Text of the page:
Free cell not so free

The Safer Internet EU programme includes a campaign in Belgium for CelBel, which boasts a free telephony subscription for any youngster under 21. It seems to good to be true, and it is, as shown by the fake operator campaign which aims to raise awareness of the dangers of the Internet. Within a week 1,200 young people were fooled by the offer. The operation ends with an email warning subscribers that they have been tricked, and gives the address of a website about Internet scams. I’m curious to see if those fooled kids will have liked this one. Nevertheless a nice campaign, if you ask me.

The original site can be found here: Celbel

French article in La Libre

Dutch article in De Standaard

Crossposted on Cross the Breeze


Teens, RSS and portable media shape the future

When I combine a few of the last posts from Loic Lemeurs’s blog an interesting vision of the future emerges. Today he posted: Teens spend 600% more time online than on TV, more than 70% of 2007 cars will have iPod support and The future of televison: rss. In other words (or my vision of this added with some other ideas):

  • Tv’s are convering into PC’s (otherwise we couldn’t use content aggregators),
  • PC’s are connected to Ipods (or Zune, if you have patience till November of this year),
  • Teens (or the future generation) already use those media 600% more than TV,
  • On top of that, cars will be connected soon (which was the only place where we were still mono-channel, radio),
  • Mobile phones are turning into media players.

In other words, online content (delivered on whatever platform) rules! Personalization and online services are needed to find the content you like (since we will see an explosion of content) and this is where RSS, search, social networking and UGC comes in. You will look into the content your peers like and subscribe to that. This is the end of media networks as we know it. It’s not the end of the 30 sec. spot but the end of the media network and the start of the personal network. This network will help you find your tunes, tv programs, reading, your next job, your next girlfriend, your next everything.

We have a great future ahead of us, if you ask me.

Mini runs ads only Mini owners can read

Nice loyalty campaign for mini (or should I say up-sell campaign): PSFK: Mini runs ads only Mini owners can read. I might be mistaken but you don’t often see campaigns directed solely to previous carowners. I’ve had 3 Audi‘s and never in those years have I ever received any mailing, emailing, ad or whatever to thank me for my loyalty or have they ever tried to convince me to buy another one.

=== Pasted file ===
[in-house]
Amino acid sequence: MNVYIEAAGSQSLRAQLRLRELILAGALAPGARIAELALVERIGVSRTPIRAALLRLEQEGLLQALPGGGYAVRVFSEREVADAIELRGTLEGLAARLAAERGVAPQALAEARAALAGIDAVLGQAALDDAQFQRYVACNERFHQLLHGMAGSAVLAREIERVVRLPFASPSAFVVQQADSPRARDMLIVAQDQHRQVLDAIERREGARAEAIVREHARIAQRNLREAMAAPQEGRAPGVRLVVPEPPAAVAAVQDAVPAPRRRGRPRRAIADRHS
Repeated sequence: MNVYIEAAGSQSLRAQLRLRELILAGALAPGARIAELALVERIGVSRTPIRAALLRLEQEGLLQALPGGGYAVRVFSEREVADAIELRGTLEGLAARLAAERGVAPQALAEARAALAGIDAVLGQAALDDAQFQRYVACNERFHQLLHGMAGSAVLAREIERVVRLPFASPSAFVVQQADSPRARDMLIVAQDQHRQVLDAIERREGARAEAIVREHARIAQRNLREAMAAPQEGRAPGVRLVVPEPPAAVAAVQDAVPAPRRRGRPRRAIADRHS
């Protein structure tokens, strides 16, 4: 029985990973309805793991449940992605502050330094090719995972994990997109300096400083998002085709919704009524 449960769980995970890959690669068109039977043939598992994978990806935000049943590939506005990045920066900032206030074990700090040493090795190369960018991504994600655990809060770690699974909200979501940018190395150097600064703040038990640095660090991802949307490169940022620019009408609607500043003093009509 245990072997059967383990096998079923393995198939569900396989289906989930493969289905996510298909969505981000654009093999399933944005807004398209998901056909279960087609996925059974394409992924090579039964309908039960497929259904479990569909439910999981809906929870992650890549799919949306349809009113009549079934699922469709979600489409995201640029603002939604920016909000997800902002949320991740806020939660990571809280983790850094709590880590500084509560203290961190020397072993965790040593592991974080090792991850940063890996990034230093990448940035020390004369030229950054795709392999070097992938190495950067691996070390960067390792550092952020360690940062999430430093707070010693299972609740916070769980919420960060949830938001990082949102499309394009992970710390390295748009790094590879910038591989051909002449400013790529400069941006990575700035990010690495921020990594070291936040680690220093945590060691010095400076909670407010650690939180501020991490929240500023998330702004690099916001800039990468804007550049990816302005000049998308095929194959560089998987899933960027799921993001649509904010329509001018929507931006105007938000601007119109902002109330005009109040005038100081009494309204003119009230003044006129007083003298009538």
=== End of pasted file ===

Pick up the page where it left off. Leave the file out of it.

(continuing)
This is maybe the reason I’m now changing brand. I’m buying a Saab now. Let’s see if they do a better job at this. 

Who owns the brand – when consumers seize control, do brands profit?

Interesting article in Agenda Inc: Agenda Inc. Live Feed – Who owns the brand – when consumers seize control, do brands profit?

This ties in really well with the whole controversy on the pitch for Subway. According to this article companies should let customers hijack their brands. Although I believe this to be true, not a lot of marketeers are willing to let go. For me, it’s another point that didn’t do anything to harm Subway‘s brand and I remain convinced that the pitch was not a bad idea (I’m not talking about the execution, which could have been much better, I admit).

Half of your advertising isn’t wasted, just 37%!

Interesting article in Adage today:Half of your advertsing isn’t wasted, just 37%. Apparently the figure of 37% comes from a book that is going to come out next month. The book: “What Sticks: Why Most Advertising Fails and How to Guarantee Yours Succeeds” by Rex Briggs is the result of 5 years of study and campaigns from 36 advertisers.

I can hardly wait to get my hand on that book!